×
By
Reuters
Published
May 19, 2009
Reading time
3 minutes
Share
Download
Download the article
Print
Click here to print
Text size
aA+ aA-

Burberry says trading still tough

By
Reuters
Published
May 19, 2009

LONDON (Reuters) - Luxury goods group Burberry (BRBY.L) is planning for trading to remain tough but expects cost-cutting to underpin earnings this year, it said on Tuesday 19 May as it met forecasts with a 12.5 percent fall in 2008/2009 profit.


Burberry publicity campaign, Spring-Summer 2009

The 153-year-old maker of raincoats and handbags said it was "well advanced" in its plans to make 50 million pounds in savings and that around 800 employees, or 15 percent of the workforce, had left the group.

Burberry had said in January that it would shed around 540 jobs in Britain and Spain in its cost-cutting programme. It said on Tuesday that many of the people who had left were in corporate functions and regions.

Chief Financial Officer Stacey Cartwright told reporters the group, known for its camel, red and black check pattern, was planning for trading to remain difficult and would cut stock levels further after a 19 percent reduction in 2008/09.

"From our point of view, we still see things as being very uncertain," Cartwright said on a conference call with reporters.

Profit before tax and one-off items was 175 million pounds in the year ended March 31, just ahead of analysts' average forecast of 173 million in a company poll.

Revenues rose 21 percent to 1.2 billion pounds, helped by favourable currency moves, and the full-year dividend was kept at 12 pence a share.

Luxury and mid-market retailers have been hit hard by a steep global recession. The country's biggest clothing retailer, Marks and Spencer (MKS.L) on Tuesday posted a 40 percent fall in annual profits and cut its dividend.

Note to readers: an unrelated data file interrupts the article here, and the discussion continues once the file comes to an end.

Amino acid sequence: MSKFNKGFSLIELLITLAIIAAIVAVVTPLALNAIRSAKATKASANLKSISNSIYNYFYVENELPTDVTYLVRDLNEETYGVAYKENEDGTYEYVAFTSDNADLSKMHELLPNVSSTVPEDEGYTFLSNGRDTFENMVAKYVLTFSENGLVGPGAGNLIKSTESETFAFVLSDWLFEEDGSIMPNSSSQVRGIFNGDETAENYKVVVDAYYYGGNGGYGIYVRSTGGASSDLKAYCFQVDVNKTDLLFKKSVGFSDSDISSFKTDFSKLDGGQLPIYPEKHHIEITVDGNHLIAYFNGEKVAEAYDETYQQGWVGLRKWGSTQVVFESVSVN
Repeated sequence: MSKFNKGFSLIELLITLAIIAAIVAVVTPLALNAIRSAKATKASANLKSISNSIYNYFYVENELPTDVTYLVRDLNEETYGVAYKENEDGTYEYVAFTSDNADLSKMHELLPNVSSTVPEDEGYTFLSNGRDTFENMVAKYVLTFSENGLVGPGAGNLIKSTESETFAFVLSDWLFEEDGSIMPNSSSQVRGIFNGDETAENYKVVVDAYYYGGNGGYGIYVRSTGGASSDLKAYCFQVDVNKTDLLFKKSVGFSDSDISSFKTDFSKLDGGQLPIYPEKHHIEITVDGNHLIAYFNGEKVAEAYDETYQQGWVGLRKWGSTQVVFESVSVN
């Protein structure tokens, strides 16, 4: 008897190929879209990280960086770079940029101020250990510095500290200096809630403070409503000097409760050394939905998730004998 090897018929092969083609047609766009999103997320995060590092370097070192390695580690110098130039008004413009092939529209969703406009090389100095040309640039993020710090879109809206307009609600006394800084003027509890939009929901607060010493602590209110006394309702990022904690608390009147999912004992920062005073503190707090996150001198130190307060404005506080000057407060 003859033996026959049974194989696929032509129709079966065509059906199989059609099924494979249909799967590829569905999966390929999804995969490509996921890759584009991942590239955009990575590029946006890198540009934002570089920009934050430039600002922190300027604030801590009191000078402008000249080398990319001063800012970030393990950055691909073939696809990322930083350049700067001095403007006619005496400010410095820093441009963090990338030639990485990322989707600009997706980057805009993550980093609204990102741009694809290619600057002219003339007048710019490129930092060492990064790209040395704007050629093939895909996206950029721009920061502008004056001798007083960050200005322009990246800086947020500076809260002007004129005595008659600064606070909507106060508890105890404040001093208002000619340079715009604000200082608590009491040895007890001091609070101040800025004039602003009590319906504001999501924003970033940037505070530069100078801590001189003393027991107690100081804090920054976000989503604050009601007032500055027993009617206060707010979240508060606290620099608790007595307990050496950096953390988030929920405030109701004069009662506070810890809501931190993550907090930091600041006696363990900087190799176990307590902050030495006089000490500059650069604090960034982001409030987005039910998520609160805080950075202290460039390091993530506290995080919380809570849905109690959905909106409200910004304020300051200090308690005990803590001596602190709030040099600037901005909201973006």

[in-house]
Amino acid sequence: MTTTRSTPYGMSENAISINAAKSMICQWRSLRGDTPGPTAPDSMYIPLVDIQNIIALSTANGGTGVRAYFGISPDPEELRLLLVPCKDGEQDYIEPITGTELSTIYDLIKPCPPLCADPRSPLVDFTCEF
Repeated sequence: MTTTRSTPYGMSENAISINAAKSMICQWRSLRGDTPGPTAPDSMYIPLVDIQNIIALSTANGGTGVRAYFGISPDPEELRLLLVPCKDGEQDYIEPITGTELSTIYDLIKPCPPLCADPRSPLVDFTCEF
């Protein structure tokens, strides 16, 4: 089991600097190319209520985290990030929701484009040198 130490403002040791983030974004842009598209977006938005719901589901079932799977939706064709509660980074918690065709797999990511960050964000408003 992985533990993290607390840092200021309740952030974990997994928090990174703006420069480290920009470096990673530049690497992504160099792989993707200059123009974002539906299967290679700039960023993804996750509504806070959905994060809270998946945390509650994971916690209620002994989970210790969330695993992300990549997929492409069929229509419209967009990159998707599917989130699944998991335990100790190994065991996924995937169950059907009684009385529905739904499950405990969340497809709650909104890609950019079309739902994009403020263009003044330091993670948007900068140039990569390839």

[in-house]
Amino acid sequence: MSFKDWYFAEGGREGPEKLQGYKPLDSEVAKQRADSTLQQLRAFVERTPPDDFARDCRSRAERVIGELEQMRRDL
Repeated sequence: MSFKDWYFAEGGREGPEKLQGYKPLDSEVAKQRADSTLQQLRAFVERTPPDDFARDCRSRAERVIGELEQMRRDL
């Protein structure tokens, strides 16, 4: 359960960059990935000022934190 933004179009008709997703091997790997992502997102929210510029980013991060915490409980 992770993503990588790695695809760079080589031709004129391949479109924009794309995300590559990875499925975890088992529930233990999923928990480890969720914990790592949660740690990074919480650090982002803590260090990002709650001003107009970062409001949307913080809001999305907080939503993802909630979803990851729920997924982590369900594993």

Shares have rallied strongly in recent weeks on hopes of a recovery, although companies themselves remain wary.

Luxury goods group Richemont (CFR.VX) said last week it did see not a recovery until at least September.

Burberry shares, which dropped as much as 70 percent last year, have bounced from a November low of 154.75 pence. At 9:00 a.m. they were down 3.8 percent at 386 pence, lagging a small rise on the DJ Stoxx personal and household goods index .SXQP.

SELF HELP

"Burberry's self-help (in cost cutting) is a clear positive, but the shares look to us unlikely to re-rate further without increased visibility on revenues and gross margins," Citi analysts said in a research note, adding they were concerned that Burberry makes about 50 percent of its retail and wholesale revenues from three hard-hit economies -- the United States, Britain and Spain.

Burberry said its profits had been affected by the heavy discounting it did to reduce stock levels, but forecast gross profit margins would improve this year, albeit weighted to the second half.

Cartwright was not concerned that shoppers might be reluctant to buy full-price goods after such widespread industry discounting.

"Anybody who hangs on hoping that they have the kind of discount, particularly in, say, the U.S. market, that you saw in the run up to Christmas last year, I think they will be disappointed," she said.

"People just aren't carrying that level of inventory that's going to require that level of discounting to unload it."

Cartwright said she was not seeing signs of shoppers trading down to cheaper goods. Rather, they were buying less.

Burberry, which has 119 stores around the world, said it was sticking with its plans to open between 10 and 15 shops this fiscal year, mainly in Asia and the Americas. Retail revenues were over half of the total in the year ended March for the first time.

The group expects wholesale revenues to fall 15 percent at constant exchange rates in the first half of this financial year as customers continue to reduce inventories. Licensing revenues are seen down between 10 and 15 percent on the same basis.

Including restructuring costs and a 130-million-pound impairment charge related to goodwill in its Spanish operations, Burberry had a loss of 6 million pounds.

By Mark Potter
(Editing by Karen Foster)

© Thomson Reuters 2022 All rights reserved.